Renal Toxicity

In the bone metastases trials, renal deterioration was defined as an increase of 0.5 mg/dL for patients with normal baseline creatinine (less than 1.4 mg/dL) or an increase of 1.0 mg/dL for patients with an abnormal baseline creatinine (greater than or equal to1.4 mg/dL). The following are data on the incidence of renal deterioration in patients receiving Zometa 4 mg over 15 minutes in these trials (see Table 10).

Table 10: Percentage of Patients with Treatment-Emergent Renal Function Deterioration by Baseline Serum Creatinine*

Patient Population/Baseline Creatinine
Multiple Myeloma and Breast Cancer Zometa 4 mg Pamidronate 90 mg
n/N (%) n/N (%)
Normal 27/246 (11%) 23/246 (9%)
Abnormal 2/26 (8%) 2/22 (9%)
Total 29/272 (11%) 25/268 (9%)
Solid Tumors Zometa 4 mg Placebo
  n/N (%) n/N (%)
Normal 17/154 (11%) 10/143 (7%)
Abnormal 1/11 (9%) 1/20 (5%)
Total 18/165 (11%) 11/163 (7%)
Prostate Cancer Zometa 4mg Placebo
  n/N (%) n/N (%)
Normal 12/82 (15%) 8/68 (12%)
Abnormal 4/10 (40%) 2/10 (20%)
Total 16/92 (17%) 10/78 (13%)
*Table includes only patients who were randomized to the trial after a protocol amendment that lengthened the infusion duration of Zometa to 15 minutes.

The risk of deterioration in renal function appeared to be related to time on study, whether patients were receiving Zometa (4 mg over 15 minutes), placebo, or pamidronate.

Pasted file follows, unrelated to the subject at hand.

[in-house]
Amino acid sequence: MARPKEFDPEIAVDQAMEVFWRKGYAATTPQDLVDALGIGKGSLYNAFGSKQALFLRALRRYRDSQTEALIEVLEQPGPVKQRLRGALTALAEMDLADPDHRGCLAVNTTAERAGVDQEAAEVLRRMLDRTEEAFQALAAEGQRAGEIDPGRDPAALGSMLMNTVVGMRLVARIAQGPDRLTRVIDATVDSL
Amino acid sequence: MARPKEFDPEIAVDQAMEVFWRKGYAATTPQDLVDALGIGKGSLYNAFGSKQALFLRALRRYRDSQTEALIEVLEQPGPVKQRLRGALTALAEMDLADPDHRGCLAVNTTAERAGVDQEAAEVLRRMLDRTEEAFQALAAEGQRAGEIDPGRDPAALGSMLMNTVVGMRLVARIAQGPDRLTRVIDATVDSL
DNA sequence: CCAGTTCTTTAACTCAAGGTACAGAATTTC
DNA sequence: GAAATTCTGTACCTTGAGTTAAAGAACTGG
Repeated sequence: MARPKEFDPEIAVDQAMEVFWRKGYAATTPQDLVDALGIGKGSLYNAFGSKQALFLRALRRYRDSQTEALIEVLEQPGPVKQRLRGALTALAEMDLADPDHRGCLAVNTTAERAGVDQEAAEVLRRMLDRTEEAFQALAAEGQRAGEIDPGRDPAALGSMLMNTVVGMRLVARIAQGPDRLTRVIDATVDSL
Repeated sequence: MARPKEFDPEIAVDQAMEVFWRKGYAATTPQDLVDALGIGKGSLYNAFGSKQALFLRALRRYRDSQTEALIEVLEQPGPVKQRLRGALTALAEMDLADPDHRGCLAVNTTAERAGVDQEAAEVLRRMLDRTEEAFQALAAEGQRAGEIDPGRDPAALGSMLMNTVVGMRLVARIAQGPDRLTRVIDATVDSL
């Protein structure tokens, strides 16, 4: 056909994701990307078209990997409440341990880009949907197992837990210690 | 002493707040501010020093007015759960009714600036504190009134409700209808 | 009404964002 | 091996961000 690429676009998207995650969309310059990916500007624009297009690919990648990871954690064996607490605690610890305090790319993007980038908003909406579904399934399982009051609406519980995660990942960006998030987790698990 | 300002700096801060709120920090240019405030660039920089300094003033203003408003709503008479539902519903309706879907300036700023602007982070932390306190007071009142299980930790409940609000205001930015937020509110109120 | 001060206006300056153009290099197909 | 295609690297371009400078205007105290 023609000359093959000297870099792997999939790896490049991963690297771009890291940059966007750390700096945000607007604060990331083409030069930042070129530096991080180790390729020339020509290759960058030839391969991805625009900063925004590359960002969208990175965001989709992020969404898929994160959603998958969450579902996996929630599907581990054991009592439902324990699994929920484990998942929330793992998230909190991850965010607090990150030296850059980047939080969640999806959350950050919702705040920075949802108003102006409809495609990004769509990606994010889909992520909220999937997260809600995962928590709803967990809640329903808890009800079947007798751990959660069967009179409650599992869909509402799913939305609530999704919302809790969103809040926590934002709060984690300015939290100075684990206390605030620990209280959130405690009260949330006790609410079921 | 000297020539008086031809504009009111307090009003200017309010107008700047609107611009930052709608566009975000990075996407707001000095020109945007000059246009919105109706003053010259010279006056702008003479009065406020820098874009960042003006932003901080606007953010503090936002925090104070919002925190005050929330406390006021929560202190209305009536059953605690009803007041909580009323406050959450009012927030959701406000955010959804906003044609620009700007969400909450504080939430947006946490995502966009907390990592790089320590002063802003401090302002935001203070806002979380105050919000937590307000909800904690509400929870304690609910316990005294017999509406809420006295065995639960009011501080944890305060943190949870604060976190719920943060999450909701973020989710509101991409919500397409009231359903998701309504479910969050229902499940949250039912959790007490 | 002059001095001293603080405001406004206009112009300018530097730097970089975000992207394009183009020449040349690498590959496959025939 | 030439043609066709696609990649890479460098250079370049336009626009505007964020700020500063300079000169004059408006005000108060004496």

In the trials and in postmarketing experience, renal deterioration, progression to renal failure, and dialysis have occurred in patients with normal and abnormal baseline renal function, including patients treated with 4 mg infused over a 15-minute period. There have been instances of this occurring after the initial Zometa dose.

Postmarketing Experience

The following adverse reactions have been reported during postapproval use of Zometa. Because these reports are from a population of uncertain size and are subject to confounding factors, it is not possible to reliably estimate their frequency or establish a causal relationship to drug exposure.

Osteonecrosis Of The Jaw

Cases of osteonecrosis (primarily involving the jaw but also of other anatomical sites including hip, femur and external auditory canal) have been reported predominantly in cancer patients treated with intravenous bisphosphonates including Zometa. Many of these patients were also receiving chemotherapy and corticosteroids which may be a risk factor for ONJ. Caution is advised when Zometa is administered with anti-angiogenic drugs as an increased incidence of ONJ has been observed with concomitant use of these drugs. Data suggests a greater frequency of reports of ONJ in certain cancers, such as advanced breast cancer and multiple myeloma. The majority of the reported cases are in cancer patients following invasive dental procedures, such as tooth extraction. It is therefore prudent to avoid invasive dental procedures as recovery may be prolonged [see WARNINGS AND PRECAUTIONS].